national aquarium Animal Rescue Update

The National Oceanographic and Atmospheric Administration (NOAA) recently provided an update on the ongoing Unusual Mortality Event (UME) affecting bottlenose dolphins in the mid-Atlantic. Based on recent stranding patterns and test results from stranded dolphins, the NOAA and UME Investigative Team formally expanded the range of the event to include New York through Florida – which translates to roughly 1,600 miles of Atlantic coast.

Over the past few weeks, above ‘normal’ baseline strandings for this time of year have been reported in North Carolina and South Carolina, meanwhile, Florida is just beginning to see an increase in dolphin strandings. The population of bottlenose dolphins from New York to Virginia is mainly migratory. These dolphins are beginning to migrate south to warmer waters, which is the likely reason that North Carolina and South Carolina are seeing an overall increase in strandings.

NOAA dolphin stranding numbers

This graph from NOAA shows the total number of strandings reported this year, by state – since it’s creation, raw data from Florida’s strandings has also been collected by NOAA.

In addition to expanding the range of the event, NOAA is also awaiting final test results to determine if the virus that is attributed to this UME is also responsible for the deaths of other dolphin and whale species. Three humpback whales and two pygmy sperm whales have tested positive as carriers of the morbillivirus, however, further testing is needed to determine if these animals displayed any clinical signs and if the virus was the cause of death.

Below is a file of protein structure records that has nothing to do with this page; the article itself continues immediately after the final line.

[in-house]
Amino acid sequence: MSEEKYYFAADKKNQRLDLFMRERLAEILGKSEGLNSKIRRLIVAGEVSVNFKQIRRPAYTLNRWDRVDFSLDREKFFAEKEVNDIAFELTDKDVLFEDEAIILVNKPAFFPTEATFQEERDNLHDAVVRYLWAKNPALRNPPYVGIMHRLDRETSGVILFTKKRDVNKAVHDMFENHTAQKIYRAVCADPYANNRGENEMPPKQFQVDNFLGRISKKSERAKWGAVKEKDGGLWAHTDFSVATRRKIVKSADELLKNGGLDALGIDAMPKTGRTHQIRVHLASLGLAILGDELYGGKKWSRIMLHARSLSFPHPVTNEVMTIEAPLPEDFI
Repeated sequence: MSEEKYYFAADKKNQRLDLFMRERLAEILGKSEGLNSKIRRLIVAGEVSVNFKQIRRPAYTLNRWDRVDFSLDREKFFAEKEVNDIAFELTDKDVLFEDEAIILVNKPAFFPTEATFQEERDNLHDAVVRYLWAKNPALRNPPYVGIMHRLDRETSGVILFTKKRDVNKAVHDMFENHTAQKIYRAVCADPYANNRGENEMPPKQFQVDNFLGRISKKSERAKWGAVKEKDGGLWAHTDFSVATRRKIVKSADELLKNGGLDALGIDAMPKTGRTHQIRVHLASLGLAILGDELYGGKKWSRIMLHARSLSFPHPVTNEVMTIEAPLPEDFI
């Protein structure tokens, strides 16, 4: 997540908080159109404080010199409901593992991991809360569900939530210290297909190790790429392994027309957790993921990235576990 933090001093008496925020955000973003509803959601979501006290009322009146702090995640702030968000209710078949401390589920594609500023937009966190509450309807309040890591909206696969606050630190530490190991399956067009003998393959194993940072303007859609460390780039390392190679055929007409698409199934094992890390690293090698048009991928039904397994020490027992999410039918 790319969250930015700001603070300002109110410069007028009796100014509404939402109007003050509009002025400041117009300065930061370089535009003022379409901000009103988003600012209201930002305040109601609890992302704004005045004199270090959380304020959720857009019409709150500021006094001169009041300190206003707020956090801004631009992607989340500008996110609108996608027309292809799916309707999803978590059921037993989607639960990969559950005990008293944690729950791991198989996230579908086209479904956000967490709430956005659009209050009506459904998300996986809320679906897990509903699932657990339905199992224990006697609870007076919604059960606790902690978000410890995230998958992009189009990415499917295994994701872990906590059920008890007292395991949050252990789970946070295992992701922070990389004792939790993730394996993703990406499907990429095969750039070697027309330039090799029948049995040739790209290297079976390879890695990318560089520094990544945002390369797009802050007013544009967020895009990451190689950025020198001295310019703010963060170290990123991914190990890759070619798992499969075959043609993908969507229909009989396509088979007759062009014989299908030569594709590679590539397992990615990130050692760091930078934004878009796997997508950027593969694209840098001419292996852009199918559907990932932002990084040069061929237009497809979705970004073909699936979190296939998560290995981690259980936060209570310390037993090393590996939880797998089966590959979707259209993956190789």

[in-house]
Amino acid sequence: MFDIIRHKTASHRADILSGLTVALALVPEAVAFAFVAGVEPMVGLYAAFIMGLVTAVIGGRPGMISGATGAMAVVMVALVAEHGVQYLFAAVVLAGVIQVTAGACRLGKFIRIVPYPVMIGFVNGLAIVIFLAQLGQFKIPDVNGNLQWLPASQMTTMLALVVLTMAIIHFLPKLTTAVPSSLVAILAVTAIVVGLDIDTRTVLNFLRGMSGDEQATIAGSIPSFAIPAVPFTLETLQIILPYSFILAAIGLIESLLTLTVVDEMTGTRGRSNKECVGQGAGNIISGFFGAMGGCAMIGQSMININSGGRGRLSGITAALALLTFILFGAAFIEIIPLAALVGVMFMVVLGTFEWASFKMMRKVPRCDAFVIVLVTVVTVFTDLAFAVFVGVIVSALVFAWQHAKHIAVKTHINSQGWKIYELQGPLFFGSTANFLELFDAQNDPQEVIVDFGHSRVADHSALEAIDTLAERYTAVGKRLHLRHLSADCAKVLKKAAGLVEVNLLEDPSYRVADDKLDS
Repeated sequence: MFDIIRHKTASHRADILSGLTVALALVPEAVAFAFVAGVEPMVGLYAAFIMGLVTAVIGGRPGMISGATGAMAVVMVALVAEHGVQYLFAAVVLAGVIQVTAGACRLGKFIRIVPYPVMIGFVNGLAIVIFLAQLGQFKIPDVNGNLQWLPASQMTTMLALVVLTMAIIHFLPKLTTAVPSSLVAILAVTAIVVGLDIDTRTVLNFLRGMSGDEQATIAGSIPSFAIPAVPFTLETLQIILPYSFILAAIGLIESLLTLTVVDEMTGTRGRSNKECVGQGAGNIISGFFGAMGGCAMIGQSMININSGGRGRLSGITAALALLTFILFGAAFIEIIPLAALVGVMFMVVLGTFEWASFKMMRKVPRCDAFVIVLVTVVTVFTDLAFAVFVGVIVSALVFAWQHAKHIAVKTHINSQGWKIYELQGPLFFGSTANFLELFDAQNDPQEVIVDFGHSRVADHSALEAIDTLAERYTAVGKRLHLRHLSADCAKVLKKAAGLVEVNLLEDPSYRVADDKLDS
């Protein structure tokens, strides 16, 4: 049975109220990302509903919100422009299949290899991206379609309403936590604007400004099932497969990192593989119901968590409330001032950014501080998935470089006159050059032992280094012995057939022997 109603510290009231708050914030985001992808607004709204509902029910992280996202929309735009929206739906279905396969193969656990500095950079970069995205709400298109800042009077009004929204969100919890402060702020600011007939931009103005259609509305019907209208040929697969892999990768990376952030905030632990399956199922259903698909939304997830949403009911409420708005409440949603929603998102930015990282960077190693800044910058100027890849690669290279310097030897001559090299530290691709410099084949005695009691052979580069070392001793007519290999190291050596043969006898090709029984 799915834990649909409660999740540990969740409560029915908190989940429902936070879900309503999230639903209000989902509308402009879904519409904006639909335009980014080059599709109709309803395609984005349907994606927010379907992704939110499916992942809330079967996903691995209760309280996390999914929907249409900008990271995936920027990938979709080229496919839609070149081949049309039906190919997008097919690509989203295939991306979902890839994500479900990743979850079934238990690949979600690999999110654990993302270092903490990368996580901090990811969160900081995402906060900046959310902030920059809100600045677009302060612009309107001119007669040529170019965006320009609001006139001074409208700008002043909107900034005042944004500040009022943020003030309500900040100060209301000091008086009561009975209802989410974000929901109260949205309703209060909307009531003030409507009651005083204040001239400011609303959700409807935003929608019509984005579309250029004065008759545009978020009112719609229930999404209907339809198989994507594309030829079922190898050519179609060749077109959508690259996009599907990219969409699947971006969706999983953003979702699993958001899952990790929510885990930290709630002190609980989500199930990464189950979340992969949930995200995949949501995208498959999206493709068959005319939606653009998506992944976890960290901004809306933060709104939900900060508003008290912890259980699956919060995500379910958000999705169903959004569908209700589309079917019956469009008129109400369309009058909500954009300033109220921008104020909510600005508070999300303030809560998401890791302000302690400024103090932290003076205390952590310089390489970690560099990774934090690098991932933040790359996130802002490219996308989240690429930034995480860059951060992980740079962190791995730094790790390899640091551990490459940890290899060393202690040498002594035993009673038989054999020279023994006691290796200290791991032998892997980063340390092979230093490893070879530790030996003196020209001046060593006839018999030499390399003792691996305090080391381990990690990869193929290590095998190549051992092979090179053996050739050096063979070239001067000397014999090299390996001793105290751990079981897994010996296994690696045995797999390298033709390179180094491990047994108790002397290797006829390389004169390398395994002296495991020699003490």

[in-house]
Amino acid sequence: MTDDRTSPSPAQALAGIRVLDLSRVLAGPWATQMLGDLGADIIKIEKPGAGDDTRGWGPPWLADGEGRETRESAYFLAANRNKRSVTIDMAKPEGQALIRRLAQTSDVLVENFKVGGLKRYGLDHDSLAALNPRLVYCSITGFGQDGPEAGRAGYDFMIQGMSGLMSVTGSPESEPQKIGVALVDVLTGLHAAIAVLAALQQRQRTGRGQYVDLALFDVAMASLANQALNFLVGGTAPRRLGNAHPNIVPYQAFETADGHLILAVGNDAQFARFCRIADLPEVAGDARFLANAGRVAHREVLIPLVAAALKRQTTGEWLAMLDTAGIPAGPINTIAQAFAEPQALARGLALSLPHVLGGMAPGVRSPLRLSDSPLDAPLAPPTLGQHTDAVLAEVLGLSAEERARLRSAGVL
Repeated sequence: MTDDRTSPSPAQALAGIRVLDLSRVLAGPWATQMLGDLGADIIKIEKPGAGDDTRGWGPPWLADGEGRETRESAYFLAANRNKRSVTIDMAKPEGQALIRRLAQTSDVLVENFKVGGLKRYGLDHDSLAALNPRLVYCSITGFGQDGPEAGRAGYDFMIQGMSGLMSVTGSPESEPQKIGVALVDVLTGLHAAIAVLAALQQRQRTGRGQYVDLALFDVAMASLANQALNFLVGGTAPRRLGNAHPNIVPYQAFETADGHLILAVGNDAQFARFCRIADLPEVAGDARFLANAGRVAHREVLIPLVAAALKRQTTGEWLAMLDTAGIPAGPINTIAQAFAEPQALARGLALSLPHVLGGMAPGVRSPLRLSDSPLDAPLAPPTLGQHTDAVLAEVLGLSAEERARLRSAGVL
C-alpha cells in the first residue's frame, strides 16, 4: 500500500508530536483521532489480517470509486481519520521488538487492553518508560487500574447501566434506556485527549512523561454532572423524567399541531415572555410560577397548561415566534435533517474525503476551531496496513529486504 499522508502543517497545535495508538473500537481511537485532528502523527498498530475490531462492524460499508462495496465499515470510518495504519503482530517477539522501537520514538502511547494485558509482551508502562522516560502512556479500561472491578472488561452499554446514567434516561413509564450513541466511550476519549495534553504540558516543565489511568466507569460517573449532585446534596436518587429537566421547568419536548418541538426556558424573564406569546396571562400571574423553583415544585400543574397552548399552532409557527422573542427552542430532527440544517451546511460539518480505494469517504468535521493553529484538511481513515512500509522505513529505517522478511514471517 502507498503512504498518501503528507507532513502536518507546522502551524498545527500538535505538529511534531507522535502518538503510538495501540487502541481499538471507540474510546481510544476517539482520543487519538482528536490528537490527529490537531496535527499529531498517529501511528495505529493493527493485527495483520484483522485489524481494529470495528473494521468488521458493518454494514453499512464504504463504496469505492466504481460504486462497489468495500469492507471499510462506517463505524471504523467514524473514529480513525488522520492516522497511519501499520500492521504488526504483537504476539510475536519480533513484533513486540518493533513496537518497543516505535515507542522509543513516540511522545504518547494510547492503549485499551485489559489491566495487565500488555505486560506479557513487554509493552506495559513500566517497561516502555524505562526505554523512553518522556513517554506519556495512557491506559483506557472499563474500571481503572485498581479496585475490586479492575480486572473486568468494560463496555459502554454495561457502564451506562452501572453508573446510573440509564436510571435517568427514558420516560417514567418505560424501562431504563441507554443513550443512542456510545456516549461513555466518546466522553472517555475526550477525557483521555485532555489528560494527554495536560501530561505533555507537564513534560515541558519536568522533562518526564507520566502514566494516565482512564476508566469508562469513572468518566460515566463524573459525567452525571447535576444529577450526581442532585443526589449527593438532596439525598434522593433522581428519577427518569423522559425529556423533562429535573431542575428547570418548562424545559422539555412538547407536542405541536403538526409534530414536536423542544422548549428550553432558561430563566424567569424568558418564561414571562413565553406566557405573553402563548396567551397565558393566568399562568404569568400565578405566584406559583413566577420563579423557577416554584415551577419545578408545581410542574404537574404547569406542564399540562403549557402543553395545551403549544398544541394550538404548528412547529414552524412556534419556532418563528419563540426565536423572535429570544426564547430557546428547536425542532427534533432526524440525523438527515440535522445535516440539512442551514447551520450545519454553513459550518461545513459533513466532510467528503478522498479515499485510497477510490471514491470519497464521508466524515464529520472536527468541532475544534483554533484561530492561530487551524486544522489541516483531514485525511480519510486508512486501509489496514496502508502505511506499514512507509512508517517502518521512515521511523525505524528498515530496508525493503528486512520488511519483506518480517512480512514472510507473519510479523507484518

The beginning of this UME was classified as July 1, and to date the event has proven to be quite significant. According to the official NOAA website for this event, there have been more than 900 dolphin strandings from New York to South Carolina during the time frame of January 1, 2013 to November 4, 2013 – this number is 4.5 times higher than the average number of strandings.

National Aquarium continues to support this event by responding to live-stranded dolphins in Maryland. In addition to boots-on-the-ground response, our National Aquarium Animal Rescue staff are supporting the event by assisting the Incident Management Team that is coordinating the response plans within the designated UME area.

national aquarium animal rescue expert jennifer dittmar

How to Train Your [Insert Subject Here]

national aquarium animal expert update

We have all been there…contemplating how to change a behavior you don’t like in yourself or another subject. It can manifest in many ways – How do I get my dog to stop pulling on his leash? My husband to stop leaving coffee cups around the house (true story for me)? My kids to clean up their rooms? It can also be a positive behavior you want them to keep doing, such as colleagues keeping the workplace clean and organized.

Whether you are trying to decrease an unwanted behavior or increase behavior you want to see more frequently, it can all be achieved (or conditioned) the same way.

Here at the National Aquarium, and in most marine mammal facilities across the country, we use a method of training known as “operant conditioning” or positive reinforcement training.  Simply defined, this means that behavior is likely to increase or decrease in frequency based on the consequences that follow.